The filaments are supplied from one or more rovings of filaments, i.e., ends, of filaments which are wound on spools that are mounted on a creel of the winding apparatus. The creel is carried on a carriage that moves from end-to-end as the mandrel is rotated. The filaments are passed from the creel through one or more baths of liquid and then applied to the mandrel at a predetermined tension, typically from about 0.1 to about 10, preferably from about 0.5 to about 5 pounds per roving. When the carriage of the winding apparatus reaches the end of the mandrel its direction is reversed to apply the remaining half layer of the filaments. The velocity of the carriage can be from about 0.5 to about 5 feet per second, typically about 3 feet per second and the mandrel can be rotated at a speed from about 10 to about 500, typically from 100 to about 200, revolutions per minute.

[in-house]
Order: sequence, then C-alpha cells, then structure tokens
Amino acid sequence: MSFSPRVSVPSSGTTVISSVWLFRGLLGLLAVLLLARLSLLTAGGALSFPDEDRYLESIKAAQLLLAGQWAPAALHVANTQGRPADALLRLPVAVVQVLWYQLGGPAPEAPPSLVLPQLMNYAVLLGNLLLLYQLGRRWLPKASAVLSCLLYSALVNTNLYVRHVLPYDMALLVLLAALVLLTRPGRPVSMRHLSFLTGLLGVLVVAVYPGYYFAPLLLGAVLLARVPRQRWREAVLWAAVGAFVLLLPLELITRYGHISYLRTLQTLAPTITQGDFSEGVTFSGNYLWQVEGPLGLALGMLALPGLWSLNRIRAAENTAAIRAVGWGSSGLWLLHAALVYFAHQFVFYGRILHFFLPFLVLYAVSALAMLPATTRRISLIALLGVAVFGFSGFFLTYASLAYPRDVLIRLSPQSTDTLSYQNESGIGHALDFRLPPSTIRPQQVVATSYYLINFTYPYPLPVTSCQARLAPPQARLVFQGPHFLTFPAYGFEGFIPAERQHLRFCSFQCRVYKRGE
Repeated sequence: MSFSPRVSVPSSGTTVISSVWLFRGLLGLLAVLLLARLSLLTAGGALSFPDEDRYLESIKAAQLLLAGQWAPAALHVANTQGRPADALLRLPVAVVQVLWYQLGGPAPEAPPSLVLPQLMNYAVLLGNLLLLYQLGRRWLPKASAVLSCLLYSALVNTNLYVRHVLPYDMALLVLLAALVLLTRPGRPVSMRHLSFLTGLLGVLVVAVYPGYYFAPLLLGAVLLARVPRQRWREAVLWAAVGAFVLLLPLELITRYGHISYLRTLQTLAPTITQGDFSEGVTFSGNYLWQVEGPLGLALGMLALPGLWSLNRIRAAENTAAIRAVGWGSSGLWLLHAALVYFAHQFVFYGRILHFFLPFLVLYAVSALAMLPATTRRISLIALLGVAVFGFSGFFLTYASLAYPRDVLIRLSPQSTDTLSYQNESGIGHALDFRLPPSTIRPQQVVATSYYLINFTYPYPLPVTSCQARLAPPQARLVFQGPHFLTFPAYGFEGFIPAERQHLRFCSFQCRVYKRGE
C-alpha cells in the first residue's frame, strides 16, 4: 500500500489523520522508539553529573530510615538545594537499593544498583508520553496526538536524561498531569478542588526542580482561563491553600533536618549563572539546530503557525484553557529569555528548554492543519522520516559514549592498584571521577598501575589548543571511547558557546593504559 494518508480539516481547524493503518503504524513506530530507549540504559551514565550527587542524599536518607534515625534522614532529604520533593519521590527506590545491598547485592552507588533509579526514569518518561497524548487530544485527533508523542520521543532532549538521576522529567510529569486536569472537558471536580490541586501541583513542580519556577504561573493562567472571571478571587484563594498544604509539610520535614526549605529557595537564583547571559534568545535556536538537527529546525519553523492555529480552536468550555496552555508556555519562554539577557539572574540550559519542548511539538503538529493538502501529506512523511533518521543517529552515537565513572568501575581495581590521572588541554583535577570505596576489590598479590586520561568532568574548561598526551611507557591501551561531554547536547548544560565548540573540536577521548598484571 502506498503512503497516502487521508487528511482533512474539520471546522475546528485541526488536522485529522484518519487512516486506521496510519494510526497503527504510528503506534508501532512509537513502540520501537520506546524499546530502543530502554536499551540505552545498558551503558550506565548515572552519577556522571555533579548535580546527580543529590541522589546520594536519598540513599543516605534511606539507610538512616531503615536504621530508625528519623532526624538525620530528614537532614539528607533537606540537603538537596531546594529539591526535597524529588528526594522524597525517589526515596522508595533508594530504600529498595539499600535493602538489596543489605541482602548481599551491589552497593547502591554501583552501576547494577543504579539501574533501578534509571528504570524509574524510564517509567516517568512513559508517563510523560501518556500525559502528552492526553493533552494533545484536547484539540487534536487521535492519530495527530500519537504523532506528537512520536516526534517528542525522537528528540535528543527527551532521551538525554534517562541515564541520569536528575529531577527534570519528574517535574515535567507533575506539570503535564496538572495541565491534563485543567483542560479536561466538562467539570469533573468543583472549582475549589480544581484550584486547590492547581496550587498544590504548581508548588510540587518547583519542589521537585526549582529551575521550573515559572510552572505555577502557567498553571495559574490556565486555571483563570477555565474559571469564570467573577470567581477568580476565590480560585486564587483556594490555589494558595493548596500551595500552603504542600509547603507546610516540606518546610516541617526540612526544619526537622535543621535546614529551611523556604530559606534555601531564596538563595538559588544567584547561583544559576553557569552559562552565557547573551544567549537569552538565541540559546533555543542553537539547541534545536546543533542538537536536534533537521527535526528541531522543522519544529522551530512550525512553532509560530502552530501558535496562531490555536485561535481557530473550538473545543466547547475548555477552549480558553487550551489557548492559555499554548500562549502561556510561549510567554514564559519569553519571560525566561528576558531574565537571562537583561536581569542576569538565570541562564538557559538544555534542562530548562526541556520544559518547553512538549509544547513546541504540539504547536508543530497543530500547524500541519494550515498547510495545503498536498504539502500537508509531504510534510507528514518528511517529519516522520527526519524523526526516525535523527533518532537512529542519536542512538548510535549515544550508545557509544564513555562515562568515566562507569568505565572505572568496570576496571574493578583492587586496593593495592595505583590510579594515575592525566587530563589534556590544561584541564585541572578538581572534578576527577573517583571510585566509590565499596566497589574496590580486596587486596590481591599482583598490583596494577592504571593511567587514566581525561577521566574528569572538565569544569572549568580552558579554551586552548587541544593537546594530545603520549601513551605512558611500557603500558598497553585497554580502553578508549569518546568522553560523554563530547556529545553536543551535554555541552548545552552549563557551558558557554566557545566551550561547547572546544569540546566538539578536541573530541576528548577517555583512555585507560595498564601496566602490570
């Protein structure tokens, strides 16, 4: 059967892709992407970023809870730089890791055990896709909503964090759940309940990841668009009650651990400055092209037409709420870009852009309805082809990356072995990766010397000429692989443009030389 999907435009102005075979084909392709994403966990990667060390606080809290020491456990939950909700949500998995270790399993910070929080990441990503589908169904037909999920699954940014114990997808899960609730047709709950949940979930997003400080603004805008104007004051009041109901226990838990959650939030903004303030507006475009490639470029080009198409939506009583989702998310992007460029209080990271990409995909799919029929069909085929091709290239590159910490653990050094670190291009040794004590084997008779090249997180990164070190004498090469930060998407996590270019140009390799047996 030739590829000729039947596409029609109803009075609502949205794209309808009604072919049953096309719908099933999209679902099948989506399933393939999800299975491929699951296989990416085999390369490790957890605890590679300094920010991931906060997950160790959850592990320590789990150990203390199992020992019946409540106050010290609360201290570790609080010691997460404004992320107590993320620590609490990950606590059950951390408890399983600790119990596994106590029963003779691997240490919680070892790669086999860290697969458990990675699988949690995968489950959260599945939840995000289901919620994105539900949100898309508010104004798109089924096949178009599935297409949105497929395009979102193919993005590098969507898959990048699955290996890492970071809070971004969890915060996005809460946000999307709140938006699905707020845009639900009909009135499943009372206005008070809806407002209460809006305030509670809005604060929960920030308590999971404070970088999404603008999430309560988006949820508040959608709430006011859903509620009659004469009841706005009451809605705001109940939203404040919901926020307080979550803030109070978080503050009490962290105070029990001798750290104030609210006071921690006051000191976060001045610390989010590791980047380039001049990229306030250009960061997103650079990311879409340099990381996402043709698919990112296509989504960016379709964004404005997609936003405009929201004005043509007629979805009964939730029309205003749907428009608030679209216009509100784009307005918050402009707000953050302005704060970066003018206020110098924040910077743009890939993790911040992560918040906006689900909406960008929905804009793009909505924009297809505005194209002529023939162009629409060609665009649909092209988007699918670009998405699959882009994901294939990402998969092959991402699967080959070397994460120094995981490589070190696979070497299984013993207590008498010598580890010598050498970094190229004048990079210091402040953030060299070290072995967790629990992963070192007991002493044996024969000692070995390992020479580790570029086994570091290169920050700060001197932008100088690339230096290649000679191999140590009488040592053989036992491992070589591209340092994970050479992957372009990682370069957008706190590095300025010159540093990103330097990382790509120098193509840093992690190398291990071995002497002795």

The process as thus described results in the application of filaments of fibrous reinforcement material onto the mandrel at helix angles, which are measured on the mandrel, between its axis and the band pass of the filaments, from about 5° to about 90°. The filaments can be applied in various patterns including helical, hoop or polar wrapping patterns as used in the conventional, continuous-filament, winding process. Additionally, some bands of rovings can be applied at 0° to about 5° helix angles, i.e., longitudinally or substantially longitudinally on the mandrel by manual wrapping of the filaments about the mandrel.